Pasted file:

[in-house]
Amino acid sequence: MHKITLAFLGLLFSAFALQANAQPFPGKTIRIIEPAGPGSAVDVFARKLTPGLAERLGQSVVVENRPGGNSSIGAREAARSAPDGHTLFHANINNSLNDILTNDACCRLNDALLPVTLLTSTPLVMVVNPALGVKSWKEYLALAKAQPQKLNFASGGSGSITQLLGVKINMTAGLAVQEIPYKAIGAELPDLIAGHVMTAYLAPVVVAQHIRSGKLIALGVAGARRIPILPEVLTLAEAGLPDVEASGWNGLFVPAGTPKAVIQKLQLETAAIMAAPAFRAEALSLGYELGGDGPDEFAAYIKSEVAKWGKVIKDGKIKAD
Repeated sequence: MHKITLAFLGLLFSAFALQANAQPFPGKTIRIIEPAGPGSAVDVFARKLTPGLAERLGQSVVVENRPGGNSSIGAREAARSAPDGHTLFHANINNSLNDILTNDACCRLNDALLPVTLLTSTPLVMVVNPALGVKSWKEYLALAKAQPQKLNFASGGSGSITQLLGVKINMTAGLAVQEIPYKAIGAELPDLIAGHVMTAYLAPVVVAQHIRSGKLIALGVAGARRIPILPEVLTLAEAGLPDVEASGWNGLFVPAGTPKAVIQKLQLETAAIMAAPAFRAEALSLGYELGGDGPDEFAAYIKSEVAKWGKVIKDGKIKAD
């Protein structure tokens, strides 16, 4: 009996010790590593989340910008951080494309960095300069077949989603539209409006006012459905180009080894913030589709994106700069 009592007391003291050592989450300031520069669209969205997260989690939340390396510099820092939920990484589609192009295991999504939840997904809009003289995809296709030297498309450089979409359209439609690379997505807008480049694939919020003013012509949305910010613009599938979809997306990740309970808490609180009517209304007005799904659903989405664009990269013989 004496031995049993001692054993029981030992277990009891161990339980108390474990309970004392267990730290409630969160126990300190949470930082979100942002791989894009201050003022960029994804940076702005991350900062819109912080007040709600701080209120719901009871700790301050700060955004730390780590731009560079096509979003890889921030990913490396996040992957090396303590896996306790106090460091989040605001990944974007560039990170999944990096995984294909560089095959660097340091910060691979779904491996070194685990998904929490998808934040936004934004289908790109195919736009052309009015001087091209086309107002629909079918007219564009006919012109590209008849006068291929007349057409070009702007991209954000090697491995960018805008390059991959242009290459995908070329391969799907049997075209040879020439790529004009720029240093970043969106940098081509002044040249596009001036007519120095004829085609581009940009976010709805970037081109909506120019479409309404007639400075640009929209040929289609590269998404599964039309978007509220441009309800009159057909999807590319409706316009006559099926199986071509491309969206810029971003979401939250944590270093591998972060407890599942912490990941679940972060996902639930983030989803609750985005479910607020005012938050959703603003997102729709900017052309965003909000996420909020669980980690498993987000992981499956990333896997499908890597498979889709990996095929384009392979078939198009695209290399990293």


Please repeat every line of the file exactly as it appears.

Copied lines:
[in-house]
Amino acid sequence: MHKITLAFLGLLFSAFALQANAQPFPGKTIRIIEPAGPGSAVDVFARKLTPGLAERLGQSVVVENRPGGNSSIGAREAARSAPDGHTLFHANINNSLNDILTNDACCRLNDALLPVTLLTSTPLVMVVNPALGVKSWKEYLALAKAQPQKLNFASGGSGSITQLLGVKINMTAGLAVQEIPYKAIGAELPDLIAGHVMTAYLAPVVVAQHIRSGKLIALGVAGARRIPILPEVLTLAEAGLPDVEASGWNGLFVPAGTPKAVIQKLQLETAAIMAAPAFRAEALSLGYELGGDGPDEFAAYIKSEVAKWGKVIKDGKIKAD
Repeated sequence: MHKITLAFLGLLFSAFALQANAQPFPGKTIRIIEPAGPGSAVDVFARKLTPGLAERLGQSVVVENRPGGNSSIGAREAARSAPDGHTLFHANINNSLNDILTNDACCRLNDALLPVTLLTSTPLVMVVNPALGVKSWKEYLALAKAQPQKLNFASGGSGSITQLLGVKINMTAGLAVQEIPYKAIGAELPDLIAGHVMTAYLAPVVVAQHIRSGKLIALGVAGARRIPILPEVLTLAEAGLPDVEASGWNGLFVPAGTPKAVIQKLQLETAAIMAAPAFRAEALSLGYELGGDGPDEFAAYIKSEVAKWGKVIKDGKIKAD
């Protein structure tokens, strides 16, 4: 009996010790590593989340910008951080494309960095300069077949989603539209409006006012459905180009080894913030589709994106700069 009592007391003291050592989450300031520069669209969205997260989690939340390396510099820092939920990484589609192009295991999504939840997904809009003289995809296709030297498309450089979409359209439609690379997505807008480049694939919020003013012509949305910010613009599938979809997306990740309970808490609180009517209304007005799904659903989405664009990269013989 004496031995049993001692054993029981030992277990009891161990339980108390474990309970004392267990730290409630969160126990300190949470930082979100942002791989894009201050003022960029994804940076702005991350900062819109912080007040709600701080209120719901009871700790301050700060955004730390780590731009560079096509979003890889921030990913490396996040992957090396303590896996306790106090460091989040605001990944974007560039990170999944990096995984294909560089095959660097340091910060691979779904491996070194685990998904929490998808934040936004934004289908790109195919736009052309009015001087091209086309107002629909079918007219564009006919012109590209008849006068291929007349057409070009702007991209954000090697491995960018805008390059991959242009290459995908070329391969799907049997075209040879020439790529004009720029240093970043969106940098081509002044040249596009001036007519120095004829085609581009940009976010709805970037081109909506120019479409309404007639400075640009929209040929289609590269998404599964039309978007509220441009309800009159057909999807590319409706316009006559099926199986071509491309969206810029971003979401939250944590270093591998972060407890599942912490990941679940972060996902639930983030989803609750985005479910607020005012938050959703603003997102729709900017052309965003909000996420909020669980980690498993987000992981499956990333896997499908890597498979889709990996095929384009392979078939198009695209290399990293």